Why the Best Machine Shops Excel
We have, in this issue, profiles of American Machinist’s "10 Best Machine Shops" for 2007, and those shops are extraordinary.
2007 Top Shop Analysis
American Machinist has conducted its second annual survey of machine shops to gather information our readers need to accurately gage their competitive positions in the industry, and to help them make plans that will enable them to systematically improve their operations and become more competitive.
Staying Competitive Is A State Of Mind
To be competitive, or even to just survive in today's global economy, machine shops need to produce better parts faster and at a lower cost. The shops that are thriving, the shops that are successfully competing with shops across the street and across the oceans are successful because they are able to turn the pursuit of higher productivity into a culture, a never-ending quest instead of a one-time event. That quest usually starts with a new machine because today's machines are inherently several times more productive than machines that were sold 10 years ago or even five years ago. But buying a new machine is not the goal, it's only a step toward the goal of increased productivity, and sometimes it is not even the right step.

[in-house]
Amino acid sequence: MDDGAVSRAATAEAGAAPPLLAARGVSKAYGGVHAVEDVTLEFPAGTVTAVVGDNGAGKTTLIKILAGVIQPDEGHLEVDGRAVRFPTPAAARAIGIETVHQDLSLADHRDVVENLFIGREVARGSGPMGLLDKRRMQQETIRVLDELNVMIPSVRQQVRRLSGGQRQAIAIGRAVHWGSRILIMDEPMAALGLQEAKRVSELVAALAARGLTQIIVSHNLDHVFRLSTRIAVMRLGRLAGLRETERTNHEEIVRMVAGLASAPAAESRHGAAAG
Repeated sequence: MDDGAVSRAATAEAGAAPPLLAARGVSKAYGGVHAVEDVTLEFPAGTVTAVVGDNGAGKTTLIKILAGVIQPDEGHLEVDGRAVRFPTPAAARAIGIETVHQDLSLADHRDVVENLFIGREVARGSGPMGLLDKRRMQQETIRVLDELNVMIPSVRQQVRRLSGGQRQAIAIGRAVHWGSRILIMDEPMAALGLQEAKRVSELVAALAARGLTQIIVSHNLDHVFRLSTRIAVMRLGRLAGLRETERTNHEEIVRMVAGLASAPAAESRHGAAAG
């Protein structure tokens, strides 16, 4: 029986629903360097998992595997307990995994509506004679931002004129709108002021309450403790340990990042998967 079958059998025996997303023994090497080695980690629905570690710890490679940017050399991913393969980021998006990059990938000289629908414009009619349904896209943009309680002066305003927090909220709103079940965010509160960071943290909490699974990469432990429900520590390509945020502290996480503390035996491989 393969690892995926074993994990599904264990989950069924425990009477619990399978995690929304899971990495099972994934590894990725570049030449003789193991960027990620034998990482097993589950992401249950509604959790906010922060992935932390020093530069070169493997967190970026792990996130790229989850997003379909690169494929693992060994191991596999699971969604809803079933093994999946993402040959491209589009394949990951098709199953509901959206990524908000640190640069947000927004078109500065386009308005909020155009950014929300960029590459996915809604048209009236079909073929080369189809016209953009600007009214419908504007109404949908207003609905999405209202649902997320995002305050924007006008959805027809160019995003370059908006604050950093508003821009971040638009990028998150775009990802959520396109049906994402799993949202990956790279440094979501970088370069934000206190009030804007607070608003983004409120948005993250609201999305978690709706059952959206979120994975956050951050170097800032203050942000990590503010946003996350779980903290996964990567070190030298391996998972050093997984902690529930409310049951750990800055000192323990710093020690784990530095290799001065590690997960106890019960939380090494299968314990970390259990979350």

Best Practices: Improving Customer Satisfaction and Decreasing Costs Through Graphical Scheduling
This was American Machinist's first webcast and demonstrated our focus on helping shop owners and operators find the tools and techniques they need to be more productive and profitable.
The Case for Multi-Tasking
Why do manufacturers opt for multi--tasking machine tools? Here are some of the reasons why: Reduces direct cost -- fewer machines, fixtures and tools, and far less labor. Slashes non-value-added time, multiple setups, part handling and queue time.
Gurus of Maintenance
The perception of maintenance is changing with forward-looking shops that appreciate the crucial contribution it makes to their success. These shops view maintenance as the way to keep machines and equipment running, rather than as a way to fix things when they break. Proactive and predictive techniques allow for spotting and eliminating potential problems before they cause a breakdown.
Cycle Time First, Tooling Second
Advance machining & gear cuts machining cycle times first. Then it looks at reducing its tooling costs. As far as the shop is concerned, cycle times play the key role in maintaining competitiveness, and by making cycle times as short as possible, it delivers jobs faster and handles more work, and doesn't have to invest in new equipment to do it. The shop also can quote jobs more effectively to protect its margins, especially for long-run, repeat work that it wins by providing quick job turnarounds and by meeting customers' just-in-time delivery requirements.
Increase Productivity by Hard Milling Stainless Steels For years, machining stainless steel has been a time consuming and costly enterprise. The desirable combination of corrosion resistance and mechanical strength of stainless steel is challenging to productively and economically machine. Many applications today also require that the stainless steel be hardened, which can make machining these materials with indexable carbide inserts an even more difficult enterprise. Click here to read the Case Study.
Copyright© 2007 Penton Media, Inc. 1300 E. 9th St. Cleveland, OH 44114. All rights reserved.
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